As a child I remember all too well the tense moments experienced when handed that envelope with my first quarter grades. As a mother of school-aged children now I still get that anxious feeling when presented the envelope from my own kids. We all think our kids are “gifted” but none of us are really experts in every subject. While I would love to report straight A’s across the board in my house, the reality is I have seen and felt the disappointment of not-so-stellar academic achievement. So how do you deal with the glaring ALL CAPS’ marks when they aren’t A’s?
A common reaction to bad grades by parents is usually an overreaction. Giving yourself a minute to react might temper what comes out of your mouth; not that I would know anything about this! While it’s important to not gloss over a poor performance, punishment and lectures might not always do the trick. Educator Heidi Begin offers a straight-forward approach to not only addressing the bad grades but for setting your child up for success. She says teaching your child to set goals for themself is one way to avoid the stress. “Often kids are very hard on themselves with poor grades. I find that offering a reward system that they help design can go a long way,” explains Begin. “Also encourage your child to work with their teacher(s) tell him/her to reach out to them, request help and extra credit to show they are willing to put in the effort,” she advises.
Begin offers the following tips on what you can do with your children to bounce back from an underwhelming report card:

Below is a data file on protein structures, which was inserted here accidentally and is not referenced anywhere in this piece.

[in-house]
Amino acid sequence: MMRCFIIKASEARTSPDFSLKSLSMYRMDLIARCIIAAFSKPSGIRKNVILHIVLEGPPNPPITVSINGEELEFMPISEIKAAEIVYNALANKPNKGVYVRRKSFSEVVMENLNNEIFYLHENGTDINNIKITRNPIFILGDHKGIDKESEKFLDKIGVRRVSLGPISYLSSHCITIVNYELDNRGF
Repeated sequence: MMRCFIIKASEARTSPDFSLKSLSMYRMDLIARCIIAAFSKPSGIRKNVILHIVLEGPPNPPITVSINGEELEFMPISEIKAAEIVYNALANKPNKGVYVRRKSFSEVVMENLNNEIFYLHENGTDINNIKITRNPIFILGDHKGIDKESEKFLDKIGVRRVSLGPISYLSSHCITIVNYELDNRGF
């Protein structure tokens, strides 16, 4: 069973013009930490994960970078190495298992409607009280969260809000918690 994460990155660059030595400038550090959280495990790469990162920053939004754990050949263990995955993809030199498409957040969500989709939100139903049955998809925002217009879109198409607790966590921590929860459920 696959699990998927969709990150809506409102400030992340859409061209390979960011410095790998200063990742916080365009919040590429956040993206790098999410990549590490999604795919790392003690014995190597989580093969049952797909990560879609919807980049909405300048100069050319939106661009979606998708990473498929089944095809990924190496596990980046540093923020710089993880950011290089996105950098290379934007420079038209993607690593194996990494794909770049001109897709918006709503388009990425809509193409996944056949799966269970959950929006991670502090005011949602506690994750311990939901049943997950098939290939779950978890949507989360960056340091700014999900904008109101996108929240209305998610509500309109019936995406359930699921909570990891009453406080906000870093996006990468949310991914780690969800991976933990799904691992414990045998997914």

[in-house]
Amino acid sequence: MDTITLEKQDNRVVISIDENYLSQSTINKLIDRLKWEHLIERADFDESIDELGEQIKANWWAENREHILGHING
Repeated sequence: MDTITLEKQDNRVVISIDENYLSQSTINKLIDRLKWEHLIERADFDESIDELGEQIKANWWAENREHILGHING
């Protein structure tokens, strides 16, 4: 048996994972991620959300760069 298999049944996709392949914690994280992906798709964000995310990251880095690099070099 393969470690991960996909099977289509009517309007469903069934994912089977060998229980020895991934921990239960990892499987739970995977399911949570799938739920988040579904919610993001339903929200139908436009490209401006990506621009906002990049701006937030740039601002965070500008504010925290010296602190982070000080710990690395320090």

- Have your child set specific goals academically for him/herself
- Discuss something fun (reward-oriented) that you do can do together if they achieve their goal
- If they are not happy with their grades, encourage them to talk it over with the teacher (teach them independence)
- Teach your children the value of “working for their grades”. Focus on the time and effort that good grades entail
- If they still get a lower grade than expected hold them accountable for it. Start a dialogue that will allow them to figure out why they didn’t achieve a higher grade
- Monitor their television/game time. Let them know that the time they put into their school work should be relative to the time they put into their leisure time.
Begin also strongly urges parents not to dwell on a poor performance. Sometimes the shame a student feels from a poor grade is punishment enough. Wiping the slate clean and boosting your child’s confidence can go a long way to getting back on track. Another important tool is communication between parent and teacher. If you keep up with what your student is doing throughout the year there won’t be any unpleasant surprises when the manila envelope surfaces in your hands.